Vascularization and Host Response in Bone Tissue Engineering
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The major hurdle in the survival of a tissue-engineered construct after implantation is vascularization. Pre-vascularization is one of the proposed methods to achieve vascularization in tissue-engineered constructs. This thesis is centered on prevascularization of the tissue-engineered construct and local host response upon implantation in vivo.
In Study I, mesenchymal stem cells (MSC) with and without endothelial cells (EC) were cultured in normoxic and hypoxic conditions in vitro. The conditioned medium from each group were evaluated with functional assays. The secretomes from hypoxic mono- and co-culture groups demonstrated increased wound healing and tube formation in vitro when compared with their normoxic counter-parts.
In Study II, pre-vascularized constructs were generated by co-culturing MSC and EC in three dimensional copolymer poly (LLA-co-DXO) scaffolds. After in vivo implantation, local tissue response was evaluated with gene and protein analysis. The constructs with both MSC and EC were associated with decreased pro-inflammatory cytokines compared with those having MSC alone.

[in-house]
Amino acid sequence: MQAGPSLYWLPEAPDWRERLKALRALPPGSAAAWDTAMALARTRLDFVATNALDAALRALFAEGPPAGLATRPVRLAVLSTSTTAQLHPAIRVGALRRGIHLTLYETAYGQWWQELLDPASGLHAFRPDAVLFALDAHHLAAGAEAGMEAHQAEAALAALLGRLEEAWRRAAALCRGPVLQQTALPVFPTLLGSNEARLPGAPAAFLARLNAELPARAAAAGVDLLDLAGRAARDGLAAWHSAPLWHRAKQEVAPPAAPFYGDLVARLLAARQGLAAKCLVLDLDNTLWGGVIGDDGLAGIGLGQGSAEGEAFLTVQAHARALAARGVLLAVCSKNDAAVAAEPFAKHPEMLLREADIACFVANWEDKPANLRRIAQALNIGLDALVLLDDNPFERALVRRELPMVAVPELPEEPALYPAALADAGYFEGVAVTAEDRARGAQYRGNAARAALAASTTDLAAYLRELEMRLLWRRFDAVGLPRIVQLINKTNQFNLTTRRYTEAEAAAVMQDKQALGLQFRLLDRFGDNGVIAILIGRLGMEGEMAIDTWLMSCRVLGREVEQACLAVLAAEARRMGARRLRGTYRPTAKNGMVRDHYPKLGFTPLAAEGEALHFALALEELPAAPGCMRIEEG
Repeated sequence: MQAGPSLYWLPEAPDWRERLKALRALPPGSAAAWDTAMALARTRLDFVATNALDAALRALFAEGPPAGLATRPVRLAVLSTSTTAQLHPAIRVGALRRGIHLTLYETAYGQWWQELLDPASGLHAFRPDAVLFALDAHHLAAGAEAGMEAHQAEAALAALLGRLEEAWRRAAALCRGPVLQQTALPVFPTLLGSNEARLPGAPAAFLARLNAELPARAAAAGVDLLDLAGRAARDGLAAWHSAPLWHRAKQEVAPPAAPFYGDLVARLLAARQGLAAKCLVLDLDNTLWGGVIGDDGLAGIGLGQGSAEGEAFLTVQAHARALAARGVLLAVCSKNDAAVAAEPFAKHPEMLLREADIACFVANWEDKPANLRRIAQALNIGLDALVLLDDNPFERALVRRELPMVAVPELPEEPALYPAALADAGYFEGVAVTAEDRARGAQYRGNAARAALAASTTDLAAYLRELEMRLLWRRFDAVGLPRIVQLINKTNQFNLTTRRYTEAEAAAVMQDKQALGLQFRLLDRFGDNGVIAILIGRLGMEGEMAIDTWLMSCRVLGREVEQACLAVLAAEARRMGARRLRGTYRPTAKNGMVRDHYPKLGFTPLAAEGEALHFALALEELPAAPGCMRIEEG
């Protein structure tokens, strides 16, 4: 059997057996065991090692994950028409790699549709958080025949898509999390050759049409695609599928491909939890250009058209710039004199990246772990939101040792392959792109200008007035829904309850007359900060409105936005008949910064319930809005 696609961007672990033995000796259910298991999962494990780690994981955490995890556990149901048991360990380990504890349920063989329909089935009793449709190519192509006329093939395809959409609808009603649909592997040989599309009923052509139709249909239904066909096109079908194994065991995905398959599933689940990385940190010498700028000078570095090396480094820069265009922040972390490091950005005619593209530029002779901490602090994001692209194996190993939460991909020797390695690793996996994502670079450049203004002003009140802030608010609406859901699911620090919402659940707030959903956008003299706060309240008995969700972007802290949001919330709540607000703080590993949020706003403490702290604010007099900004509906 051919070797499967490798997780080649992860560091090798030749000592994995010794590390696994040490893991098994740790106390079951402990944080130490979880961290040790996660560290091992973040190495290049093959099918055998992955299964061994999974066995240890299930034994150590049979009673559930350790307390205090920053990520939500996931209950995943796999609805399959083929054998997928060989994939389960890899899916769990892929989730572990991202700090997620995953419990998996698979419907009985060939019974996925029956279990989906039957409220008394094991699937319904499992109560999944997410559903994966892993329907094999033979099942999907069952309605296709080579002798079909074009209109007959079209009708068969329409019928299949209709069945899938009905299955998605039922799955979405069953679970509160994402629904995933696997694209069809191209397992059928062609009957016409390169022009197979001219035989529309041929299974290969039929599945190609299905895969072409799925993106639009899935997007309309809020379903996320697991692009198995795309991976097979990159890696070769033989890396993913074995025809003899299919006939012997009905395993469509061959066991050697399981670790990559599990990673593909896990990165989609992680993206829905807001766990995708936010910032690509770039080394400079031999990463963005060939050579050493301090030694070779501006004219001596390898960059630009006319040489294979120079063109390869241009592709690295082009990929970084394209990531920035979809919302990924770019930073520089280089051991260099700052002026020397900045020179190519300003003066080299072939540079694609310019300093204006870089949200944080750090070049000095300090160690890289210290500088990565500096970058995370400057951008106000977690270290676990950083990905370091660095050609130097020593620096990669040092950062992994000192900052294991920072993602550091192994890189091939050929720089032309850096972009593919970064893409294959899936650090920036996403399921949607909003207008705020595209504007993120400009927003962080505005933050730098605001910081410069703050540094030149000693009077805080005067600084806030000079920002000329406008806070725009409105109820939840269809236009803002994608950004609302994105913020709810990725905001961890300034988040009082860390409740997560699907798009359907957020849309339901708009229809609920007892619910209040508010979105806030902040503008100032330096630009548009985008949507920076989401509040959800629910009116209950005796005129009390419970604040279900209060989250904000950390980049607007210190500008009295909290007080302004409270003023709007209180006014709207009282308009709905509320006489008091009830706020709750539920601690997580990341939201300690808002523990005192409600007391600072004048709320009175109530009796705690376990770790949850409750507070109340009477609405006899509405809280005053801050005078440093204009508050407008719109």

In Study III, three-dimensional constructs with either MSC or EC alone were implanted and their angiogenic and immunogenic property were evaluated. The expressions of anti-inflammatory and vasculogenic cytokines were higher in the constructs with EC than in the constructs with MSC. Furthermore, down-regulation of pro-inflammatory cytokines was observed.
In conclusion, MSC in combination with EC developed microvessels-like structures before implantation in vivo. Hypoxia, a common consequence after implantation of constructs, accelerated wound healing and tube formation via paracrine effect of MSC. Combining these two effects might lead to inosculation and survival of a graft. Addition of EC improved the immunomodulatory property of MSC.